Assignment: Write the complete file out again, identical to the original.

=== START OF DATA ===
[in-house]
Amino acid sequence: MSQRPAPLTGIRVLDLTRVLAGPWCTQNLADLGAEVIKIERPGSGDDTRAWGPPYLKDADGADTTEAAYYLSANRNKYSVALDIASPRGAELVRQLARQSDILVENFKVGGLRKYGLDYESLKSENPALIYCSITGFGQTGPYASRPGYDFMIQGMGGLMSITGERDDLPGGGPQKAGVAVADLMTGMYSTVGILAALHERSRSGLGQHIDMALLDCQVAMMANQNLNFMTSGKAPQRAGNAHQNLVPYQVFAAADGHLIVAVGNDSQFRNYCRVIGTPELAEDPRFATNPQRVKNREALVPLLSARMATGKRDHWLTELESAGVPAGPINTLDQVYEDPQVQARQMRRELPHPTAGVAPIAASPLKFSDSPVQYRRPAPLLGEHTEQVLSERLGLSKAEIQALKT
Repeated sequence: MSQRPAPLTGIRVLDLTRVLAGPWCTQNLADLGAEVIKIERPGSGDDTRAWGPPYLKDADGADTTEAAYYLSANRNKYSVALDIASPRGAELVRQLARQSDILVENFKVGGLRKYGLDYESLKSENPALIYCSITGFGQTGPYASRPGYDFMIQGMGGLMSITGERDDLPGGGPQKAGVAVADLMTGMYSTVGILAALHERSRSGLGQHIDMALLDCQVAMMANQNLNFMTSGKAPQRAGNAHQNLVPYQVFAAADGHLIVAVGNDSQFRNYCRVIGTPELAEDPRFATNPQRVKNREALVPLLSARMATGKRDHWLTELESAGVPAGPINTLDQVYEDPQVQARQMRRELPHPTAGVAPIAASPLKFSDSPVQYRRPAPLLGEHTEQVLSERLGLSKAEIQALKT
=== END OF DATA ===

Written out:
[in-house]
Amino acid sequence: MSQRPAPLTGIRVLDLTRVLAGPWCTQNLADLGAEVIKIERPGSGDDTRAWGPPYLKDADGADTTEAAYYLSANRNKYSVALDIASPRGAELVRQLARQSDILVENFKVGGLRKYGLDYESLKSENPALIYCSITGFGQTGPYASRPGYDFMIQGMGGLMSITGERDDLPGGGPQKAGVAVADLMTGMYSTVGILAALHERSRSGLGQHIDMALLDCQVAMMANQNLNFMTSGKAPQRAGNAHQNLVPYQVFAAADGHLIVAVGNDSQFRNYCRVIGTPELAEDPRFATNPQRVKNREALVPLLSARMATGKRDHWLTELESAGVPAGPINTLDQVYEDPQVQARQMRRELPHPTAGVAPIAASPLKFSDSPVQYRRPAPLLGEHTEQVLSERLGLSKAEIQALKT
Repeated sequence: MSQRPAPLTGIRVLDLTRVLAGPWCTQNLADLGAEVIKIERPGSGDDTRAWGPPYLKDADGADTTEAAYYLSANRNKYSVALDIASPRGAELVRQLARQSDILVENFKVGGLRKYGLDYESLKSENPALIYCSITGFGQTGPYASRPGYDFMIQGMGGLMSITGERDDLPGGGPQKAGVAVADLMTGMYSTVGILAALHERSRSGLGQHIDMALLDCQVAMMANQNLNFMTSGKAPQRAGNAHQNLVPYQVFAAADGHLIVAVGNDSQFRNYCRVIGTPELAEDPRFATNPQRVKNREALVPLLSARMATGKRDHWLTELESAGVPAGPINTLDQVYEDPQVQARQMRRELPHPTAGVAPIAASPLKFSDSPVQYRRPAPLLGEHTEQVLSERLGLSKAEIQALKT